Pacific Kiwis: being the story of the service in the Pacific of the 30th Battalion, Third Division, Second New Zealand Expeditionary Force
Chapter Eight — Village Vignette
Butch tells the story of a certain sergeant at Koumac who had a fear of the poisonous spider commonly called the 'Black Widow'. On his nightly visits to the 'five-holer' sarge was wont to light a match and by a process of rigid inspection and elimination reassure himself that he wasn't putting a vulnerable part of his anatomy in range of the 'widow'! However, prior to one of his nightly ventures, the 'ole had been treated by the sanitation squad with high octane petrol. That night there were still lots of inflammable fumes, it seems. Our sarge lit his match, lifted the lid, and you can guess the rest. Next day sarge was walking round camp with singed hair and eyebrows.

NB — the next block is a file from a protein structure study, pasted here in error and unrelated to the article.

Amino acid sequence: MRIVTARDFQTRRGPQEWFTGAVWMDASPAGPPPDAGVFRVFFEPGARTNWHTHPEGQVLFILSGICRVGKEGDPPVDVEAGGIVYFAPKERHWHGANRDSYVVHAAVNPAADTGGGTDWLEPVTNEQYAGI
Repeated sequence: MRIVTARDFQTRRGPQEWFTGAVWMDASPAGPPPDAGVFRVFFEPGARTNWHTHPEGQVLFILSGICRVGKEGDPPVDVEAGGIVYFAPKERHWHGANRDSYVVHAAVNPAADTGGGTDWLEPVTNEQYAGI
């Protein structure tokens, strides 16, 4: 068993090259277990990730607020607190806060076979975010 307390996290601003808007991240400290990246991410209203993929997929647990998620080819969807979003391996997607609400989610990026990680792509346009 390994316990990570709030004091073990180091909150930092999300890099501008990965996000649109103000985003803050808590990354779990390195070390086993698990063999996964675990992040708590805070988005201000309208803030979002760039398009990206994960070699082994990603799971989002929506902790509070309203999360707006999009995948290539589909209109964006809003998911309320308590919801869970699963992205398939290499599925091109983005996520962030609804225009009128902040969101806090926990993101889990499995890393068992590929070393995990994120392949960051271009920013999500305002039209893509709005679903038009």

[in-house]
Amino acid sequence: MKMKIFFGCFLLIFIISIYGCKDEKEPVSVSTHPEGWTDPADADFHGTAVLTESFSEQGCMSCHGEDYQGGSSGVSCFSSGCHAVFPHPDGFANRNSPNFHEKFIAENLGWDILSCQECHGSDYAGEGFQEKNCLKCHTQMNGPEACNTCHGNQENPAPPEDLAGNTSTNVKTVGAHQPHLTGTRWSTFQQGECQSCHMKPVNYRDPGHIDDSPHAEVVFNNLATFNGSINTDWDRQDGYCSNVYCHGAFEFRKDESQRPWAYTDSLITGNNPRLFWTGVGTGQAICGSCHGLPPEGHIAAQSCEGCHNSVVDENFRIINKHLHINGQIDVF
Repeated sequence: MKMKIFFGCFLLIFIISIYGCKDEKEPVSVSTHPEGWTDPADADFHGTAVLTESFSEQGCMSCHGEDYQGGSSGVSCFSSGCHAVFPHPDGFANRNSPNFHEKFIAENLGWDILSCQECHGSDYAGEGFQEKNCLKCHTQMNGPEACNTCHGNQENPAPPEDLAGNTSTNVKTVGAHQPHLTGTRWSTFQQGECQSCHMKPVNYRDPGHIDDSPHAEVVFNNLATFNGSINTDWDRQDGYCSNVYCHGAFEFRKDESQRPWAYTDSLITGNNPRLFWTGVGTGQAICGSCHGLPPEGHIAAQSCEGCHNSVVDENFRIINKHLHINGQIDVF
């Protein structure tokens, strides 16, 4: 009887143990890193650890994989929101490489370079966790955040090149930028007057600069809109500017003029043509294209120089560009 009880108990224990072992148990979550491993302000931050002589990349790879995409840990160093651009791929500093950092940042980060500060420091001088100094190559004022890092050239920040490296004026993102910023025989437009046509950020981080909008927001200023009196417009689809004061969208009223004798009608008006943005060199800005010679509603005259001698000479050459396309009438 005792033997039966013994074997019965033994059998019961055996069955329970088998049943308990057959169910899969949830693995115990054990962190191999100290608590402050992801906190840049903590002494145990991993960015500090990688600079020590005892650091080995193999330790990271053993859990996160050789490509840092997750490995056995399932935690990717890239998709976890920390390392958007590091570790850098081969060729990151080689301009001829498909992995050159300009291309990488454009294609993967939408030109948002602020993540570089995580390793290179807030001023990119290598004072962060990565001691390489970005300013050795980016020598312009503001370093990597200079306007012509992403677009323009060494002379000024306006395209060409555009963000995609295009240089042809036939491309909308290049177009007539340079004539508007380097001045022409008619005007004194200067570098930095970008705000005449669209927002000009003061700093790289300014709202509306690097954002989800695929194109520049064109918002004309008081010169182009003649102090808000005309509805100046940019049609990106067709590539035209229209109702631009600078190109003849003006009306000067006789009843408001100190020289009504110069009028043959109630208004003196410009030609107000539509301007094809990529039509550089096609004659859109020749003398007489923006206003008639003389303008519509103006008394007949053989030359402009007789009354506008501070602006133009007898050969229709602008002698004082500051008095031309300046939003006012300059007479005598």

In a letter to his mother a soldier describes some of the places and people that men of the 30th Battalion came to know so well. 'All is well here in our home in the hills. The days pass pleasantly enough in training, roadmaking or doing camp fatigues. We have been on some short route marches lately. We went to a little mining village called Chagrin the other day. Nearby is mined chrome which is used as a hardening agent for steel and it is especially valuable in war time for armour plating in warships and tanks. On one side of a grubby stream reside the French people. It was refreshing just to see people living normal suburban lives, to catch a glimpse through open doorways of easy chairs and carpets, to see starched linen airing, and kiddies playing in the garden. Somewhere a tinkly piano is being played. Memory tugs at your heart strings and you think of those country dances at home on Saturday nights and the girls you knew. On the other side of the river lie those people who are several steps down in the social strata—the Tonkinese and the Javanese. The Tonkinese are indentured labourers from Indo-China. Their women folk wear half-mast black sateen trousers and bolero-like coats with wooden mules on their feet. Their teeth are page 50stained black with betel-nut chewing, but even so with smooth olive complexions some are not without good looks. The kiddies, usually trouserless, stand on the side of the road and in shrill voices cry— "penny, penny". Tonkinese shanties seem to be built from packing cases with pages from last year's illustrated papers used as wall paper. Fowls and bantams perch on the doorstep while the inevitable mongrel scratches its fleas. Many of the Tonkinese have completed their term of indenture but the war prevents their return to their homeland. Seven miles from our camp is the straggling village of Koumac We have come to know some of its residents by sight. It consists of a school, hospital, post office and a few scattered houses. A local dignitary who is usually in his bare feet gives us a wave from his verandah as we march by. Then there is the baker who makes crusty French twist bread and we know, too, a widowed French' woman and her little kiddies who does sewing and laundry for the boys. We are not the first allied soldiers to be stationed here, for a company of Australians was here soon after war broke out. They were followed by US troops who were in turn relieved by ourselves. I came across a homestead far back in the hills the other day. A New Caledonian, a veteran of the last war who served in France, lives there with his lovely teen age daughter. He told me that on returning from the battle fields of France he resolved to quit the towns and carve for himself a home in the wilderness. Inscribed in the cement of his living room floor is this legend—Persévéres et la vie sera belle (Persevere and life will be beautiful). He grows his own coffee, has his own cattle, makes his own wine. He is an escapist who has apparently succeeded in his mode of living. His daughter showed me some fur covered bats wings which she uses to make purses and bags.